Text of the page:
Father Christmas hurries to Tolkien’s children in 1920

The letter from the year 1925 from Letters from Father Christmas tells the story of the Polar Bear attempting to rescue the Father Christmas’s hood from the North Pole, only to break the pole which in turn fell on the roof of the house, broke it, the snow fell through the hole and spoilt a lot of children’s presents.

So, please take care, and may God and His blessings be with you.

Yours,

Father Nicholas Christmas and Julia

More posts from 2020 Xmas.

A full text of John R.R. Tolkien’s book.

The Hammock for the Falling Stars

The Hammock for the Falling Stars is book for which 17 female authors wrote over 30 tales that take the reader to four corners of the world

I am very glad to announce a publication of a collection of original fairy tales, inspired by the world folklore, The Hammock for the Falling Stars. The project is at the finishing stage where the authors and all those who are interested are collecting the money to publish the book before Christmas. 17 female authors wrote over 30 tales that take the reader to all the four corners of the world. This hardback edition contains over 100 pages, it is lavishly illustrated and will surely make a superb gift for a Russian-reading child. I have already translated my tale, inspired by Welsh folklore, into English and will look to publish it separately. In the meantime, you can look at the beautiful illustrations to this wonderful, superb edition. If you know of someone who may be interested in this book, please feel free to share the post with them.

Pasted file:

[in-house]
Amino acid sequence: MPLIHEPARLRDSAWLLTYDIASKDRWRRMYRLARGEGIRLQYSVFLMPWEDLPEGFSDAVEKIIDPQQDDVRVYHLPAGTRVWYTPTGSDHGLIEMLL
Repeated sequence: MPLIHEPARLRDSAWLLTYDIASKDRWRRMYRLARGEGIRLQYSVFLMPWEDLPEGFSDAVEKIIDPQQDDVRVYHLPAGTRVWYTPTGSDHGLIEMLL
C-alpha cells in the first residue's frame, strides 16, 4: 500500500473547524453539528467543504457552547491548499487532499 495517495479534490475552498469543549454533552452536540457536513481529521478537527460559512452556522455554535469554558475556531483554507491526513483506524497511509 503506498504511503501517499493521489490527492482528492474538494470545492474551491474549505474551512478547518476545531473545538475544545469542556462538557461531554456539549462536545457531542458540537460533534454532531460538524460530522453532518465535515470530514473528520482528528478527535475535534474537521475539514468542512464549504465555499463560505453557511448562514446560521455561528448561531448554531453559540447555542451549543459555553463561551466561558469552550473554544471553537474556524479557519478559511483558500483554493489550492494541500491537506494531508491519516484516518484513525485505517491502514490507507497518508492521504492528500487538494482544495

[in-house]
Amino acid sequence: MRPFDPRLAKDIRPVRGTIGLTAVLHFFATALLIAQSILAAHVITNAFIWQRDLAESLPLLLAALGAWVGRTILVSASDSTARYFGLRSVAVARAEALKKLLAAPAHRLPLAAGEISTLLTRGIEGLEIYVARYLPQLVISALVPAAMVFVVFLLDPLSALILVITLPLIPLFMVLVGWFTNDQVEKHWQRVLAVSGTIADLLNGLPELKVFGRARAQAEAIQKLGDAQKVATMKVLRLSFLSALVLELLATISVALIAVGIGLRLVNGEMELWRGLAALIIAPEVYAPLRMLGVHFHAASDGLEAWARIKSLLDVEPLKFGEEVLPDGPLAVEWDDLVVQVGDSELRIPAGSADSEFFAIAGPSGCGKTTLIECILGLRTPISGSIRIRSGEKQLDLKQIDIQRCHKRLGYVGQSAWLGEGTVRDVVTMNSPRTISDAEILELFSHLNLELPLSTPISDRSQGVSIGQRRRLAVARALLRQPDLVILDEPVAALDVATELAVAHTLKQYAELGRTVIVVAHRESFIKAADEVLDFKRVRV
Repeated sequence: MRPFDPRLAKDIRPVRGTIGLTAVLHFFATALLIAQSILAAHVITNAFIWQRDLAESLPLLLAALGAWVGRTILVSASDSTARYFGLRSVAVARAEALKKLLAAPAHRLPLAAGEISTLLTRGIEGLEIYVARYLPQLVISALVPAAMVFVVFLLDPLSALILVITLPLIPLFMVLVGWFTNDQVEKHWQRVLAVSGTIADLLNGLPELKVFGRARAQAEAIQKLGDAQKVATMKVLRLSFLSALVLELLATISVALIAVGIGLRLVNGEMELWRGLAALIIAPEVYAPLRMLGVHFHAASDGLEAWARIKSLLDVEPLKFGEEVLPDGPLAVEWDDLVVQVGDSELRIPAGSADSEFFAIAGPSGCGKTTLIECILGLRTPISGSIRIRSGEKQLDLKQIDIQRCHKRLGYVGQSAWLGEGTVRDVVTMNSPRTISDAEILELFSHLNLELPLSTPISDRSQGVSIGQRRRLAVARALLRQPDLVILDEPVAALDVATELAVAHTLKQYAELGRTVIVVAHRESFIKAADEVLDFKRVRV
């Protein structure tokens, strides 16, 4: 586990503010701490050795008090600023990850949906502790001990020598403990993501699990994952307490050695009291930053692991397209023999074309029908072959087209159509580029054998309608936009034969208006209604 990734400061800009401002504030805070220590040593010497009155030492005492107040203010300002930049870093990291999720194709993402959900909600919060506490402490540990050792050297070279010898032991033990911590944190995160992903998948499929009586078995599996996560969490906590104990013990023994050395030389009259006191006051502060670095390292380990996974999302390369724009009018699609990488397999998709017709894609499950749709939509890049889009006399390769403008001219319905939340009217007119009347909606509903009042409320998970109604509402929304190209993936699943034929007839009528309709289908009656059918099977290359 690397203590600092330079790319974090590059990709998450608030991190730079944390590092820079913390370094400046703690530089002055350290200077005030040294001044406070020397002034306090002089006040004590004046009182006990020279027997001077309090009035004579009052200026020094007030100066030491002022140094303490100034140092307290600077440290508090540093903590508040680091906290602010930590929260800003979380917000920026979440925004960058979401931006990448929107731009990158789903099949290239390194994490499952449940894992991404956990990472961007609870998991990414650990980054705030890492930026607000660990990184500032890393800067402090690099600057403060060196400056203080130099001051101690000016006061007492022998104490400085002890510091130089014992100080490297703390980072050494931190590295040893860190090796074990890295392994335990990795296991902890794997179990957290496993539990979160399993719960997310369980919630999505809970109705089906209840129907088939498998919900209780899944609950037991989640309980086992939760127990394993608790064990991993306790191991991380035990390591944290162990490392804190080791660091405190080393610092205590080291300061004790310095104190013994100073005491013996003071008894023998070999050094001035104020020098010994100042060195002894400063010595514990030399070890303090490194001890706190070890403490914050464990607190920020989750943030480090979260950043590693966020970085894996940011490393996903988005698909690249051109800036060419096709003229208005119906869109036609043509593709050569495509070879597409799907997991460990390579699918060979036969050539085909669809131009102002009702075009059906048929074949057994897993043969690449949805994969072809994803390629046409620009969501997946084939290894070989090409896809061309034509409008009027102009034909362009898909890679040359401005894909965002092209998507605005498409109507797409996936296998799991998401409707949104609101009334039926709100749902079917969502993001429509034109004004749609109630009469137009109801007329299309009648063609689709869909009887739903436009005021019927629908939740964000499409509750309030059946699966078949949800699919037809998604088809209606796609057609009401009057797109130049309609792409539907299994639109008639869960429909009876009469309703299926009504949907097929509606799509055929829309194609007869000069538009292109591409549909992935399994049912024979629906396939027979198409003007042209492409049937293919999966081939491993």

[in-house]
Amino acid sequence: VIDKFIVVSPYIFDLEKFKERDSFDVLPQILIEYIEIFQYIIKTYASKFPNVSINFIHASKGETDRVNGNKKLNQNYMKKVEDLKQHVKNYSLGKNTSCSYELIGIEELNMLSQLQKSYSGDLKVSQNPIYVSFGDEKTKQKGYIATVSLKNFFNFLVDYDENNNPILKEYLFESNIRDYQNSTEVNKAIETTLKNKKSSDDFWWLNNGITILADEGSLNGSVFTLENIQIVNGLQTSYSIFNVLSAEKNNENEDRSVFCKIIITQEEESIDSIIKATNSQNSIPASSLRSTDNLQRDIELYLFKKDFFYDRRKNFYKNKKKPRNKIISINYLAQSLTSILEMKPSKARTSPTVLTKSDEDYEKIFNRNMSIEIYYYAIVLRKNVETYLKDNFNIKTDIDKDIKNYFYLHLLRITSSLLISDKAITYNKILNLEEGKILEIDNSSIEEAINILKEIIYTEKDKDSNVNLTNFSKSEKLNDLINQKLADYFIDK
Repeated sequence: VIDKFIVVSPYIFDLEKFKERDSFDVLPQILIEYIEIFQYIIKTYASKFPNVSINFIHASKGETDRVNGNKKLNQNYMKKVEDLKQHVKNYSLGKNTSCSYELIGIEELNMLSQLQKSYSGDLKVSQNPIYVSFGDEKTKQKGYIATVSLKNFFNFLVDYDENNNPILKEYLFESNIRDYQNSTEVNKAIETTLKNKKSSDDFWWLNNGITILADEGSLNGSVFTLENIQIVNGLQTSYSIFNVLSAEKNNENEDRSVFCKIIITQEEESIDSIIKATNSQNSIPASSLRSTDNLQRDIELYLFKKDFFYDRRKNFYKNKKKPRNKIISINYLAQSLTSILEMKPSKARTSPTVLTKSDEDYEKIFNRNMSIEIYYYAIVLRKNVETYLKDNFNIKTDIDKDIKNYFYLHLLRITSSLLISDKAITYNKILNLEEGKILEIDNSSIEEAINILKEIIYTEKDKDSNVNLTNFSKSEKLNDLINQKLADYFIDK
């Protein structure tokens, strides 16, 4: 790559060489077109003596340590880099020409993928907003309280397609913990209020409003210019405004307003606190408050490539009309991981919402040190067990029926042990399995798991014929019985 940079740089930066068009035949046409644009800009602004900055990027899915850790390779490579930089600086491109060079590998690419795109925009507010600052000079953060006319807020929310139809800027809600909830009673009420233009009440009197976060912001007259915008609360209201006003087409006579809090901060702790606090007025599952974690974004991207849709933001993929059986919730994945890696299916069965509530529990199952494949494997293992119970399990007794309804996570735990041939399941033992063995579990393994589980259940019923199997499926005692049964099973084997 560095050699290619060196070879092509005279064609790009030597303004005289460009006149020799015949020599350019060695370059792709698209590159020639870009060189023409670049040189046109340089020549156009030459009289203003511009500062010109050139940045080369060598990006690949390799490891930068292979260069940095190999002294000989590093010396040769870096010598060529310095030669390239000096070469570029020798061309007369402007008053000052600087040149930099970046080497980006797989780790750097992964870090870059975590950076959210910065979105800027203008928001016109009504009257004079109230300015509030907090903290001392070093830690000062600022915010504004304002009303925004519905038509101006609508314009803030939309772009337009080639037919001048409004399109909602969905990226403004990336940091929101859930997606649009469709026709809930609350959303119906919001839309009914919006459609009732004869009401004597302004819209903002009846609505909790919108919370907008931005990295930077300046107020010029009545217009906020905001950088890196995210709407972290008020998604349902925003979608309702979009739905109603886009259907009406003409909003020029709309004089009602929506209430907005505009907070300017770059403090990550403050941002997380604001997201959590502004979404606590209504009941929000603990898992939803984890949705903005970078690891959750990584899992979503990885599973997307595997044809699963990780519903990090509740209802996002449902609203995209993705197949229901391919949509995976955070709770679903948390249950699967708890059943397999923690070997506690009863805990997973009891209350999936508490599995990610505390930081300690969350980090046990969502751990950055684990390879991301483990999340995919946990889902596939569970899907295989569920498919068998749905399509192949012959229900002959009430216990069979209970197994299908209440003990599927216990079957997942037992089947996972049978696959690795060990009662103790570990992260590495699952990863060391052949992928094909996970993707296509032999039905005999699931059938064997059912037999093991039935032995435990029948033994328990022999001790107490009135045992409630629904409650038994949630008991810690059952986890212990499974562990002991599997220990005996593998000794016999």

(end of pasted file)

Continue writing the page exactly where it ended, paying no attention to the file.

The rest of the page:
the-hammock-for-the-falling-stars
The cover of the book, The Hammock for the Falling Stars (Moscow, 2020)

The Hammock for the Falling Stars can be purchased via this link: https://www.tinkoff.ru/sl/AxyL1HgRWHH. Please write your name and a social network name or email to be contacted for the book to be posted.

A previous announcement.

More posts on Wales.